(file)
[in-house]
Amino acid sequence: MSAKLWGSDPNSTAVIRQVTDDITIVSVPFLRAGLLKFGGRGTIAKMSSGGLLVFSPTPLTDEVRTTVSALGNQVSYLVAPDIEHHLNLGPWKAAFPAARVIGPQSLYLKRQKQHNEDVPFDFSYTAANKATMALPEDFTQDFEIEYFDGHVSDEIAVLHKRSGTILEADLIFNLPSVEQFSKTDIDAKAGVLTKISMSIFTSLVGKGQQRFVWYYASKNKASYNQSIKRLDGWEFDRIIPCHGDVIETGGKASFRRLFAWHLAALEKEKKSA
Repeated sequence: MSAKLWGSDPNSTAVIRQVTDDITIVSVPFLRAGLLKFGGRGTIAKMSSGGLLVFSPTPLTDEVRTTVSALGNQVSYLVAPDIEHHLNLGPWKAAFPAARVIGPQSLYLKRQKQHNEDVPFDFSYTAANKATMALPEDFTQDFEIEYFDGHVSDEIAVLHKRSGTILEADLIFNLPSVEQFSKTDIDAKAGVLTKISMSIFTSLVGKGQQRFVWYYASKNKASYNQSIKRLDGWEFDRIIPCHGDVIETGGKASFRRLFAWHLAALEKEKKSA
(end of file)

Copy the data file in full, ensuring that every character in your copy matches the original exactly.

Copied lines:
[in-house]
Amino acid sequence: MSAKLWGSDPNSTAVIRQVTDDITIVSVPFLRAGLLKFGGRGTIAKMSSGGLLVFSPTPLTDEVRTTVSALGNQVSYLVAPDIEHHLNLGPWKAAFPAARVIGPQSLYLKRQKQHNEDVPFDFSYTAANKATMALPEDFTQDFEIEYFDGHVSDEIAVLHKRSGTILEADLIFNLPSVEQFSKTDIDAKAGVLTKISMSIFTSLVGKGQQRFVWYYASKNKASYNQSIKRLDGWEFDRIIPCHGDVIETGGKASFRRLFAWHLAALEKEKKSA
Repeated sequence: MSAKLWGSDPNSTAVIRQVTDDITIVSVPFLRAGLLKFGGRGTIAKMSSGGLLVFSPTPLTDEVRTTVSALGNQVSYLVAPDIEHHLNLGPWKAAFPAARVIGPQSLYLKRQKQHNEDVPFDFSYTAANKATMALPEDFTQDFEIEYFDGHVSDEIAVLHKRSGTILEADLIFNLPSVEQFSKTDIDAKAGVLTKISMSIFTSLVGKGQQRFVWYYASKNKASYNQSIKRLDGWEFDRIIPCHGDVIETGGKASFRRLFAWHLAALEKEKKSA